to his daughters he gave what is more precious than all
earthly goods, to each of them one riband of the celestial
girdle he had received from God. The magic virtue of these
ribands was such that no sooner did their possessors tie them
around their waists than they were transformed into higher
beings, and with seraphic voices they broke out into hymns
after the manner of the angels.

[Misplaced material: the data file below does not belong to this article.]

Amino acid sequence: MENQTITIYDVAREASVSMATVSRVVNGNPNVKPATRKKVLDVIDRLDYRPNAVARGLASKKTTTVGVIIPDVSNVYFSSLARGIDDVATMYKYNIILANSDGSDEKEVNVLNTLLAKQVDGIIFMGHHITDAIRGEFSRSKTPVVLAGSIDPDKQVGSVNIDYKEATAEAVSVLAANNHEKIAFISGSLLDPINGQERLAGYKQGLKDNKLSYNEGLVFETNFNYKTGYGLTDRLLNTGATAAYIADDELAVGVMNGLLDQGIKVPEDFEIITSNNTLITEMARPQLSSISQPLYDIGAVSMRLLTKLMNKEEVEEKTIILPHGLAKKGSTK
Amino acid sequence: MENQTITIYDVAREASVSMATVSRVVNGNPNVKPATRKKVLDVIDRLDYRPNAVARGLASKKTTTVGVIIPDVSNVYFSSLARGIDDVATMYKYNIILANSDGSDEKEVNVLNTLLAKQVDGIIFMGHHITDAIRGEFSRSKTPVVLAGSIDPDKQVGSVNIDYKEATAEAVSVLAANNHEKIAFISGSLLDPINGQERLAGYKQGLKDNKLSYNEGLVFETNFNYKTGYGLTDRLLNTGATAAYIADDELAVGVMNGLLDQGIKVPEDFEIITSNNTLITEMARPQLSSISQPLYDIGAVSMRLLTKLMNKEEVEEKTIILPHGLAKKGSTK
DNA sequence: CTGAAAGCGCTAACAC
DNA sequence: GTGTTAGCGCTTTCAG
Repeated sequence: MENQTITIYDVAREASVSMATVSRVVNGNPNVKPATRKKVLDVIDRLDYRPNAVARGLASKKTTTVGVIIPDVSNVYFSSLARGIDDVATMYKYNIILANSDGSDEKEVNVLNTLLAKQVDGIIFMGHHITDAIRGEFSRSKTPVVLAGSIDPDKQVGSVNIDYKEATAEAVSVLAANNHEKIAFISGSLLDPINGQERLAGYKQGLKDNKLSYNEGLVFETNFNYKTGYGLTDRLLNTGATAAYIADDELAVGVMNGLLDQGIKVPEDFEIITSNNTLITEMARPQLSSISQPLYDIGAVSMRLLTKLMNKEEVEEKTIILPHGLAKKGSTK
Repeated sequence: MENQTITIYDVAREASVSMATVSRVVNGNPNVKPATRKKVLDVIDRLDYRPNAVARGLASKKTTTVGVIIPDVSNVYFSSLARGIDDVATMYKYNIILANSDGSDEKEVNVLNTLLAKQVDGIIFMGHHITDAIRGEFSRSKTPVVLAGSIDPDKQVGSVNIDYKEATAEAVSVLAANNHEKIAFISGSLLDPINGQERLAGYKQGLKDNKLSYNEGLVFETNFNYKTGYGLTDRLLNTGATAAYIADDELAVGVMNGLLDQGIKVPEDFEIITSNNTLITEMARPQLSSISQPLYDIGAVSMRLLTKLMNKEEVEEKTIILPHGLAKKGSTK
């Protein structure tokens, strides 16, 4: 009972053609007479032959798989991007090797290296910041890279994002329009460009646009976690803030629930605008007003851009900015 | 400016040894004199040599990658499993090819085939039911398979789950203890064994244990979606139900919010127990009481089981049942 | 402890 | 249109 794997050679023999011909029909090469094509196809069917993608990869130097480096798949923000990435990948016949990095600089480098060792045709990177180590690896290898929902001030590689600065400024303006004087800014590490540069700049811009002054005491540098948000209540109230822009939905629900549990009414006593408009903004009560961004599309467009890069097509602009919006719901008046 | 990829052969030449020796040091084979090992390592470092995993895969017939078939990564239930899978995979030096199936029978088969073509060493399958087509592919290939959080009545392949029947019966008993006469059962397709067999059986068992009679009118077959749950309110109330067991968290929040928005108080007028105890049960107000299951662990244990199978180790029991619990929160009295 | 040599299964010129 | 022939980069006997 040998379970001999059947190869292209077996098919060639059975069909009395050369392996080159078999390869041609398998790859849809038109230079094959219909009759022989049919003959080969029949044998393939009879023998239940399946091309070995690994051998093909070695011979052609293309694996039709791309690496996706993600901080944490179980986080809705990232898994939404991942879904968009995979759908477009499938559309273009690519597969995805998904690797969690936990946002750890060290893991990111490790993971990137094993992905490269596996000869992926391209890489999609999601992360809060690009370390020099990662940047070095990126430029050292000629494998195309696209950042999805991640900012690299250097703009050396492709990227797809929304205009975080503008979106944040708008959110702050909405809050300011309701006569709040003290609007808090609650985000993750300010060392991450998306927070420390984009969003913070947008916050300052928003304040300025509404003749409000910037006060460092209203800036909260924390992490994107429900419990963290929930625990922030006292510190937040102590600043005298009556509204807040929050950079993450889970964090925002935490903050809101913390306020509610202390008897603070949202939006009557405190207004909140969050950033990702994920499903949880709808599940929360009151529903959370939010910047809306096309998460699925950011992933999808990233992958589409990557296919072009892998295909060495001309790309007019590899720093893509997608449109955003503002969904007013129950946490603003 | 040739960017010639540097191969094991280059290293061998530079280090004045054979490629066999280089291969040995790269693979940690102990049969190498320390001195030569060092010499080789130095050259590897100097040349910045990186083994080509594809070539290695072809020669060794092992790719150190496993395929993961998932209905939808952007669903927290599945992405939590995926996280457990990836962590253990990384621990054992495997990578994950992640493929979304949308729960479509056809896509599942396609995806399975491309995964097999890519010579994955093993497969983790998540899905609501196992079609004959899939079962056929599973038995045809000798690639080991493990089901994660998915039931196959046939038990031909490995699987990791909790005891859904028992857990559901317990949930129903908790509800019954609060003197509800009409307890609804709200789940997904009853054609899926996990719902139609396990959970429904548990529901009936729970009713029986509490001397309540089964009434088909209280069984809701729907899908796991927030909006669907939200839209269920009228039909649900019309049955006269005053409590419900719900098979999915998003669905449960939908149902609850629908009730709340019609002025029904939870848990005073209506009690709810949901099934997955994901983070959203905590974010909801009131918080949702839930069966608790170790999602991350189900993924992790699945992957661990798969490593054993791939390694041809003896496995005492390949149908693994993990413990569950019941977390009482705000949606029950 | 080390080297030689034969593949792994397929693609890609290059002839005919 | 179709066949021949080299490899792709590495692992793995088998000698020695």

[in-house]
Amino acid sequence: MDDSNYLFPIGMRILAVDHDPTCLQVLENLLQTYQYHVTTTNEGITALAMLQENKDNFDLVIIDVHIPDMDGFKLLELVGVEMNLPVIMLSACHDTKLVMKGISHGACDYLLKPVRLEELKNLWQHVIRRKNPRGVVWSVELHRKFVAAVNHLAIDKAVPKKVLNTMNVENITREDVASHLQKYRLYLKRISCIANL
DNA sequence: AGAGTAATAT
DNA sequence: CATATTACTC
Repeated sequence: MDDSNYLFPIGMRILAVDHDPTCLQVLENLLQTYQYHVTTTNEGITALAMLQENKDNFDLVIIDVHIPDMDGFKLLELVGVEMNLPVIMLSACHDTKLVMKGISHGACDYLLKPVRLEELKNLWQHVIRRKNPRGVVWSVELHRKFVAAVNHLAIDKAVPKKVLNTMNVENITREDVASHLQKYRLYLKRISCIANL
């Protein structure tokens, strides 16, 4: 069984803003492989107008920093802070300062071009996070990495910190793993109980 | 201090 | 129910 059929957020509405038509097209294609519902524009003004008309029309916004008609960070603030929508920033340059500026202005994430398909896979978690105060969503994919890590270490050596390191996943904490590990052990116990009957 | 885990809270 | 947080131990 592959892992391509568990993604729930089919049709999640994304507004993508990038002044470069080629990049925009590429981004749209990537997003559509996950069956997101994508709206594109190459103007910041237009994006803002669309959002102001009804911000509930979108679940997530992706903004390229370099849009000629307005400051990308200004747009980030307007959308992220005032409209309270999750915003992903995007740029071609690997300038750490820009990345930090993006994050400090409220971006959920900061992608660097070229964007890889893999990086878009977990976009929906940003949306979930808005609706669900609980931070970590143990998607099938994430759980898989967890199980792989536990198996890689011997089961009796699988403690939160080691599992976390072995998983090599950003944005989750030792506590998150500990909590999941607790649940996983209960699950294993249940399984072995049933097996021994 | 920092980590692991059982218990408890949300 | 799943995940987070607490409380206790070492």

For three days Job lay upon his bed, sick though not suffering,
for the celestial girdle made him proof against
pain. On the fourth day he saw the angels descend to fetch
his soul. He arose from his bed, handed a cithern to his
oldest daughter Jemimah, "Day," a censer to the second
one, Keziah, "Perfume," and a cymbal to the third, Amaltheas,
"Horn," and bade them welcome the angels with the

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